Cheltenham Poetry Festival
Described as ‘a poetry party with a healthy dose of anarchy’ by The Guardian, this year’s festival celebrates the theme of power in its readings, performances and workshops. Highlights include a celebration of the work of UA Fanthorpe, a former teacher at Cheltenham Ladies’ College.
Her poems, he writes, combine lean, agile combinations of directness and ambiguity, structure and rule-breaking to suit the tumble-dry emotions of adolescence.
The Festival has a long tradition of staging literature events in a variety of venues. Its ten day programme features many internationally renowned artists and also includes emerging and local talent. It also has a strong focus on international themes and writers.
It is one of the most prestigious poetry festivals in England and attracts audiences from all over the country. In addition to the main programme, there is a range of community outreach activities for those who would otherwise be excluded from cultural activity.
The University has been supporting the Festival since 2012 and is delighted to have an ongoing alliance with it. This year lecturers from the University will be involved in talks at the event – including English Lecturer John Hughes talking about Bob Dylan and Head of Creative Writing Nigel Mcloughlin exploring the poetry of WB Yeats. This year the festival will also feature a showcase of writing from the University in an event called Flash.
The International Poetry Competition
The International Poetry Competition is a great way to get your work published and showcased. It is open to writers of all ages and is free to enter. It also provides a unique opportunity to meet other authors and artists. The contest is held annually and features works of all styles. Its submission requirements are detailed on its website.
Poets can submit up to three poems in the contest. Entries are accepted throughout the year, but the deadline is November 30. The winner will receive PS150 and a large, bespoke commemorative plaque. Runners-up will receive PS100 each. The prize will be awarded at a ceremony at the Cheltenham Poetry Festival. In addition, the winners will be invited to read at one of the Festival’s popular on-line literary lounges or in person, transport permitting. This is a fantastic opportunity for young poets to have their work recognized and celebrated.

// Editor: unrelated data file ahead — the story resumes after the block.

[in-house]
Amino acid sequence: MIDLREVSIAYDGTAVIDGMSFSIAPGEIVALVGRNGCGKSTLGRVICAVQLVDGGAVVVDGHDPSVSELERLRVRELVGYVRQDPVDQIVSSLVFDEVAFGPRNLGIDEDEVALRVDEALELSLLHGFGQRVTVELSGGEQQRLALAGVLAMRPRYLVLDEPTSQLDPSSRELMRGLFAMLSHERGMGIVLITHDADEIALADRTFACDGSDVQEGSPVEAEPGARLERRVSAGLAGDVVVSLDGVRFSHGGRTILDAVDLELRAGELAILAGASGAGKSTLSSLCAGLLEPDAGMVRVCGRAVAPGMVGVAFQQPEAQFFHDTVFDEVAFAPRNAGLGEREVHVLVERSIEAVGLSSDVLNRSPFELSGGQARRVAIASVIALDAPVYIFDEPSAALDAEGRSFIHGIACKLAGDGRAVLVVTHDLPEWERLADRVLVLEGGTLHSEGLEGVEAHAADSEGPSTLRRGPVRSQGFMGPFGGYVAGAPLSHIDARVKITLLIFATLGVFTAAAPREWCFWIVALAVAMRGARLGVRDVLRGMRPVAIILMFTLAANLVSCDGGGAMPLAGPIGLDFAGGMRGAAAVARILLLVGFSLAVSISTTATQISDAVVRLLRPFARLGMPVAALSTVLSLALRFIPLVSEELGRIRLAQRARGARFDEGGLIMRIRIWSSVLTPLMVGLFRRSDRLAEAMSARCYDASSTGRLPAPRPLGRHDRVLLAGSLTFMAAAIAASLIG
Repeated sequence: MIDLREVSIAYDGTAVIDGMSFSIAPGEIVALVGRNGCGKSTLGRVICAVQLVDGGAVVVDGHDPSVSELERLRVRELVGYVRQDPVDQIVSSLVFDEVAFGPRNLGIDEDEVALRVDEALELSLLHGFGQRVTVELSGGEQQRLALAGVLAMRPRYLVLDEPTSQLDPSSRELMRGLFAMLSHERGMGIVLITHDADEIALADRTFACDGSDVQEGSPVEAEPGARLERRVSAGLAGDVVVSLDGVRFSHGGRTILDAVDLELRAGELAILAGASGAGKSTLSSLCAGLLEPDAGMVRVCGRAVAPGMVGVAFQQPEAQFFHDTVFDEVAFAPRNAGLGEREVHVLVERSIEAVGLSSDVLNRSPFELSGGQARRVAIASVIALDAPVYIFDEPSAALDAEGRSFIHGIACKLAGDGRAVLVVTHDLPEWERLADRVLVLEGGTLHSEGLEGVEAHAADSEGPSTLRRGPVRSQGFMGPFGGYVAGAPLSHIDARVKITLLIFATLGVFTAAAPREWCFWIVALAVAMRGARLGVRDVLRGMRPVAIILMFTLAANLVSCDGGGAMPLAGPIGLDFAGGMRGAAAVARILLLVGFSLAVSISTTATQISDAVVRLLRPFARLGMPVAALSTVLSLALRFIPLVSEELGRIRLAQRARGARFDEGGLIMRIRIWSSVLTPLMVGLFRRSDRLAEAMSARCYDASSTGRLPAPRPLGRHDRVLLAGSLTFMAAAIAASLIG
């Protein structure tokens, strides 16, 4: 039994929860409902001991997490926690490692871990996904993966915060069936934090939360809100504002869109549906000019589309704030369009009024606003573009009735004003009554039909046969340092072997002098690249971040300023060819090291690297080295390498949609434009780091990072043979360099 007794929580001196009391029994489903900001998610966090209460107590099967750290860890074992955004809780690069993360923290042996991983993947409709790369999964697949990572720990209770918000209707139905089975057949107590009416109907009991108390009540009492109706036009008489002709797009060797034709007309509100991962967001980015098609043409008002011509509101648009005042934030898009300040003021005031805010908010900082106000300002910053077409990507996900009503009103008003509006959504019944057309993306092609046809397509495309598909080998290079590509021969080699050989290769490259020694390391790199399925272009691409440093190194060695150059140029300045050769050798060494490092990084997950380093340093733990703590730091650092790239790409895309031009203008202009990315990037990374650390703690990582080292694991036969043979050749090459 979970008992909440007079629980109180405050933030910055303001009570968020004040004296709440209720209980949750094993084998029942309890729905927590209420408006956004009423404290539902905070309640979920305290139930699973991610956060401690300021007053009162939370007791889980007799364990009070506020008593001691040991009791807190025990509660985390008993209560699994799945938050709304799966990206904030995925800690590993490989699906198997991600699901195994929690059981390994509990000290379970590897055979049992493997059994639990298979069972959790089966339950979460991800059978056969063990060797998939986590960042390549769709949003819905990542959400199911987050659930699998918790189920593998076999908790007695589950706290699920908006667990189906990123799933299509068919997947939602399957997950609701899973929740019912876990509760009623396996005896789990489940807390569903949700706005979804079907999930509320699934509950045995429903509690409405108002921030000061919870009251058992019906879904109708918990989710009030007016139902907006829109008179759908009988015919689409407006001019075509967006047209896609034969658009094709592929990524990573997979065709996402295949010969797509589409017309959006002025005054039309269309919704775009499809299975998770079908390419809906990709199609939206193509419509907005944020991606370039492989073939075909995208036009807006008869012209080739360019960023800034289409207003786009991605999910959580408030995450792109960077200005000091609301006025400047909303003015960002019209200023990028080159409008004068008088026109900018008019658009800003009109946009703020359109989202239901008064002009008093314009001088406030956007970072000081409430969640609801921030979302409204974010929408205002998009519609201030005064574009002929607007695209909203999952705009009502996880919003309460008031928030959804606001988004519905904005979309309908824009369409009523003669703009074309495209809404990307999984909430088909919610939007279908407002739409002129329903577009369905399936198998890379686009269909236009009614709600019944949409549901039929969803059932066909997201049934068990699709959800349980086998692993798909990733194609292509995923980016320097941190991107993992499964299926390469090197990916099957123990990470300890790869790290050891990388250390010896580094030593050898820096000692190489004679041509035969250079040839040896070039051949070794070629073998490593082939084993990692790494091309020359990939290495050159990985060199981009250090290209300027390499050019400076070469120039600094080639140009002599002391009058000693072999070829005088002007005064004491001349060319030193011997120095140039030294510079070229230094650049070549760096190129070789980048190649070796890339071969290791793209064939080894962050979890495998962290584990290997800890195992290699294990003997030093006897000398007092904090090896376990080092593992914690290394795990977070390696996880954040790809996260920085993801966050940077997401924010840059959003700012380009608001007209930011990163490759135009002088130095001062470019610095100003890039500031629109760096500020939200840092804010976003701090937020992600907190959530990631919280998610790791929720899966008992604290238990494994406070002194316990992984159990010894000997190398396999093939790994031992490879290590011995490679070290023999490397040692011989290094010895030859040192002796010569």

The Book Prize
The Book Prize celebrates the highest standards in literature. The winners are selected by a panel of judges from a long list and announced at the awards ceremony in October. The winner receives a substantial sum of money and has their work instantly transformed in the eyes of readers. The shortlisted authors also experience a major boost in book sales.
The Brooklyn Public Library Book Club Awards honor books that have been chosen by its readers as the best in a category. Each year the Brooklyn Eagles, a group of enthusiastic volunteers, nominate titles, and a panel of experts narrows the list to five finalists. The winners are then awarded at a public ceremony.
The Royal Society Science Book Prize champions outstanding popular science writing and authors. It is open to any author who writes in English for a general adult audience, excluding works published primarily for scientific, professional or specialist audiences. The judges look for books that make science interesting and engaging, challenge assumptions about the world we live in, and communicate complex ideas clearly.
The Young Poets Award
Founded in 1998, this United Kingdom-based prize is the largest young poets competition and has kick-started the careers of many of today’s most exciting new voices. Winners receive the chance to attend a life-changing residential writing course at an Arvon Centre or alternatively receive sustained mentoring from a professional poet.
Interlochen Arts Academy Creative Writing majors Mari Farrand and Noah Ma were among 85 commended poets in this year’s contest, joining the competition’s top 15 winners and other commended poets at the awards ceremony. As commended poets, they join a community of literary ambassadors who will share their love for poetry with communities throughout the world.
As the programmer of this year’s award, Natasha Ryan is a passionate advocate for youth poetry and is committed to ensuring that the Foyle Young Poets of the Year award has global reach. This includes the support of a dedicated team of educators who deliver the education programme and slam events.